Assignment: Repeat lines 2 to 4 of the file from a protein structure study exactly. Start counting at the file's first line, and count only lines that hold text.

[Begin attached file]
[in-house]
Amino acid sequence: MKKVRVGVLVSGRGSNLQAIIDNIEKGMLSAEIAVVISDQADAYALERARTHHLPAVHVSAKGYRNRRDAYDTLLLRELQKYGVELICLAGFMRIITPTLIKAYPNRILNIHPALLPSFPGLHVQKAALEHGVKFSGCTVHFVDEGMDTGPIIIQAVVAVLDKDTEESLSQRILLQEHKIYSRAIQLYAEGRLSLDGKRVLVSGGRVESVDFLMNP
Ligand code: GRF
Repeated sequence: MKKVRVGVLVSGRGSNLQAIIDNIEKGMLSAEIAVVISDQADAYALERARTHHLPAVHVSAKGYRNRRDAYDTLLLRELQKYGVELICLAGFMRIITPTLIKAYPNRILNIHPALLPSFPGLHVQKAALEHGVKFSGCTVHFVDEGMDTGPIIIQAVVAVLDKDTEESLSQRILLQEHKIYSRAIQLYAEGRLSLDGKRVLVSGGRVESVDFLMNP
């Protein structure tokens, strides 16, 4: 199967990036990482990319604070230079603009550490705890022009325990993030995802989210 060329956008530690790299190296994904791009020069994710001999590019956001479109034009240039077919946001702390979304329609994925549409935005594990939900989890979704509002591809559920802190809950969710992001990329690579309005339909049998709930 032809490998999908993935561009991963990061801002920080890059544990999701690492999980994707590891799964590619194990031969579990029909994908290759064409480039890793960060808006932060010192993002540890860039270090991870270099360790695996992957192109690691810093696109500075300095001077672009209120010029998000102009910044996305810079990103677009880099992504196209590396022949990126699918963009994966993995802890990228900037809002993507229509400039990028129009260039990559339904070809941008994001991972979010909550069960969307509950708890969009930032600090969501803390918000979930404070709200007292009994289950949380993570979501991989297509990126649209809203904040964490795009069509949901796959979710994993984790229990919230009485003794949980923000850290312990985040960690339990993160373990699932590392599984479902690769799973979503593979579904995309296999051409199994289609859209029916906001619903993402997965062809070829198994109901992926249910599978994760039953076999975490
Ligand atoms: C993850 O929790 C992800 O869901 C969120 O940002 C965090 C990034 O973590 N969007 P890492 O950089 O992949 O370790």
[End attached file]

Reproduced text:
Amino acid sequence: MKKVRVGVLVSGRGSNLQAIIDNIEKGMLSAEIAVVISDQADAYALERARTHHLPAVHVSAKGYRNRRDAYDTLLLRELQKYGVELICLAGFMRIITPTLIKAYPNRILNIHPALLPSFPGLHVQKAALEHGVKFSGCTVHFVDEGMDTGPIIIQAVVAVLDKDTEESLSQRILLQEHKIYSRAIQLYAEGRLSLDGKRVLVSGGRVESVDFLMNP
Ligand code: GRF
Repeated sequence: MKKVRVGVLVSGRGSNLQAIIDNIEKGMLSAEIAVVISDQADAYALERARTHHLPAVHVSAKGYRNRRDAYDTLLLRELQKYGVELICLAGFMRIITPTLIKAYPNRILNIHPALLPSFPGLHVQKAALEHGVKFSGCTVHFVDEGMDTGPIIIQAVVAVLDKDTEESLSQRILLQEHKIYSRAIQLYAEGRLSLDGKRVLVSGGRVESVDFLMNP